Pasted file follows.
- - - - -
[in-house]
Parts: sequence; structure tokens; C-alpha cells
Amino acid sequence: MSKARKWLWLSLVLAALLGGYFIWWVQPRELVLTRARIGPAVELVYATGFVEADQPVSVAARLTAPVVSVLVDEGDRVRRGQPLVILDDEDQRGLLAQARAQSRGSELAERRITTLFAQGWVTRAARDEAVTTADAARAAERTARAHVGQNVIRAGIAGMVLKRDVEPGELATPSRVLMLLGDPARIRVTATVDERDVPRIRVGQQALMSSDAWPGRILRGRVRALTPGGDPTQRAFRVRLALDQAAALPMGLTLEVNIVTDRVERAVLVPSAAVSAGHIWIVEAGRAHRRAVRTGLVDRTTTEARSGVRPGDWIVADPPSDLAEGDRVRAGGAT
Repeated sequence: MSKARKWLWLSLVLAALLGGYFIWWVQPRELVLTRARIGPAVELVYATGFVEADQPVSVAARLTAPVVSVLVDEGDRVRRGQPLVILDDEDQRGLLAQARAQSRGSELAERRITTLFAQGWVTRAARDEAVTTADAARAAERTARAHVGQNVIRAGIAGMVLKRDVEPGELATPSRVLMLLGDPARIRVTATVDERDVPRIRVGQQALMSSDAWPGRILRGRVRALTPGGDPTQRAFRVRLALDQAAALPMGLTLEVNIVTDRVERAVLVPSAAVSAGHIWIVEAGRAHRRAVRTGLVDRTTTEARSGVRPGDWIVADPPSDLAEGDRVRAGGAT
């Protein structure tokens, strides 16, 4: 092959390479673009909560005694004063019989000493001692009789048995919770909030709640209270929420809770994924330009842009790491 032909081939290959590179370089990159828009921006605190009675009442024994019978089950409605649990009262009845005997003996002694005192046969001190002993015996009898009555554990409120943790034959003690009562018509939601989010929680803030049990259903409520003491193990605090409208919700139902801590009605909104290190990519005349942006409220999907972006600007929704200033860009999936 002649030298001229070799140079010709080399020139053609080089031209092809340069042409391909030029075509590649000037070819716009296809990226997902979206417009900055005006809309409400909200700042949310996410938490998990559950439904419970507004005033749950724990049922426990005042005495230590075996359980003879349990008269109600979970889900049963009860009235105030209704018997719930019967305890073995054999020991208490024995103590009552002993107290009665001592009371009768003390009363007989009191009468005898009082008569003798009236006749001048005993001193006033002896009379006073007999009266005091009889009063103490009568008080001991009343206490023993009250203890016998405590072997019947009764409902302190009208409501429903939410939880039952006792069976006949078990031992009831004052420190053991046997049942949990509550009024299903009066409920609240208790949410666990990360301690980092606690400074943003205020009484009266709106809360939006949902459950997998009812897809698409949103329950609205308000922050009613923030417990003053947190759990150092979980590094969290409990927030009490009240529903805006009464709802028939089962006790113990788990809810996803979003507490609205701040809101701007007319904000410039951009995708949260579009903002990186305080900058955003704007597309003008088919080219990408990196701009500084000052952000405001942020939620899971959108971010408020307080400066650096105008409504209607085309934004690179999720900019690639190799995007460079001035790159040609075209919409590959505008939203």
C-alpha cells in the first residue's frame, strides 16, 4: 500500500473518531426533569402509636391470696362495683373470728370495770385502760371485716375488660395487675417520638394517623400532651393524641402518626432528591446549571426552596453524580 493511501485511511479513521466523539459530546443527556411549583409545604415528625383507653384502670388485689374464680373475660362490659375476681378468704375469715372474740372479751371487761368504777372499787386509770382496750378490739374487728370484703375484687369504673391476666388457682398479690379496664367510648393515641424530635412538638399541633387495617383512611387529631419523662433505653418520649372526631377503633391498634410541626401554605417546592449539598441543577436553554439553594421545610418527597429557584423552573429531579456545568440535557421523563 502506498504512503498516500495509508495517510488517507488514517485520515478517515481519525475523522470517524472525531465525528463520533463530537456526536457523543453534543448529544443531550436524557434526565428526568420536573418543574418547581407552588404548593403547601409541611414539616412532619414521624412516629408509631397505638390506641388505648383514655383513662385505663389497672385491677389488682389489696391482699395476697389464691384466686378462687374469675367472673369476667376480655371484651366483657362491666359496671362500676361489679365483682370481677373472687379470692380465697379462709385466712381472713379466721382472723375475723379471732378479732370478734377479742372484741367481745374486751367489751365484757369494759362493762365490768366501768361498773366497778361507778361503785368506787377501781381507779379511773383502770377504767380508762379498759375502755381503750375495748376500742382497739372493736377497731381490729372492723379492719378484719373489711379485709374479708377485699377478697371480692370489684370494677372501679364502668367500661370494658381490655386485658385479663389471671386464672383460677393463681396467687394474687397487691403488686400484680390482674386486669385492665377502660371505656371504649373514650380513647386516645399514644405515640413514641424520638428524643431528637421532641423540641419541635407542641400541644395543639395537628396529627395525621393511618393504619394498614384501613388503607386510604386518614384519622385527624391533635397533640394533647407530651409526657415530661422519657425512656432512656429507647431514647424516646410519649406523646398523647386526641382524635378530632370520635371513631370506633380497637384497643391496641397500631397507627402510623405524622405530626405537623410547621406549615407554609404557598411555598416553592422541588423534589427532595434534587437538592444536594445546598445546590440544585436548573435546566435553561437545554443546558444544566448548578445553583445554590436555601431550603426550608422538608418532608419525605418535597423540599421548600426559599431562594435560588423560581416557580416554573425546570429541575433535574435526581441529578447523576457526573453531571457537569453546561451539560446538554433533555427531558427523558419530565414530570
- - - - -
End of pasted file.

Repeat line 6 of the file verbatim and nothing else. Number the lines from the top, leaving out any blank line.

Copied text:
C-alpha cells in the first residue's frame, strides 16, 4: 500500500473518531426533569402509636391470696362495683373470728370495770385502760371485716375488660395487675417520638394517623400532651393524641402518626432528591446549571426552596453524580 493511501485511511479513521466523539459530546443527556411549583409545604415528625383507653384502670388485689374464680373475660362490659375476681378468704375469715372474740372479751371487761368504777372499787386509770382496750378490739374487728370484703375484687369504673391476666388457682398479690379496664367510648393515641424530635412538638399541633387495617383512611387529631419523662433505653418520649372526631377503633391498634410541626401554605417546592449539598441543577436553554439553594421545610418527597429557584423552573429531579456545568440535557421523563 502506498504512503498516500495509508495517510488517507488514517485520515478517515481519525475523522470517524472525531465525528463520533463530537456526536457523543453534543448529544443531550436524557434526565428526568420536573418543574418547581407552588404548593403547601409541611414539616412532619414521624412516629408509631397505638390506641388505648383514655383513662385505663389497672385491677389488682389489696391482699395476697389464691384466686378462687374469675367472673369476667376480655371484651366483657362491666359496671362500676361489679365483682370481677373472687379470692380465697379462709385466712381472713379466721382472723375475723379471732378479732370478734377479742372484741367481745374486751367489751365484757369494759362493762365490768366501768361498773366497778361507778361503785368506787377501781381507779379511773383502770377504767380508762379498759375502755381503750375495748376500742382497739372493736377497731381490729372492723379492719378484719373489711379485709374479708377485699377478697371480692370489684370494677372501679364502668367500661370494658381490655386485658385479663389471671386464672383460677393463681396467687394474687397487691403488686400484680390482674386486669385492665377502660371505656371504649373514650380513647386516645399514644405515640413514641424520638428524643431528637421532641423540641419541635407542641400541644395543639395537628396529627395525621393511618393504619394498614384501613388503607386510604386518614384519622385527624391533635397533640394533647407530651409526657415530661422519657425512656432512656429507647431514647424516646410519649406523646398523647386526641382524635378530632370520635371513631370506633380497637384497643391496641397500631397507627402510623405524622405530626405537623410547621406549615407554609404557598411555598416553592422541588423534589427532595434534587437538592444536594445546598445546590440544585436548573435546566435553561437545554443546558444544566448548578445553583445554590436555601431550603426550608422538608418532608419525605418535597423540599421548600426559599431562594435560588423560581416557580416554573425546570429541575433535574435526581441529578447523576457526573453531571457537569453546561451539560446538554433533555427531558427523558419530565414530570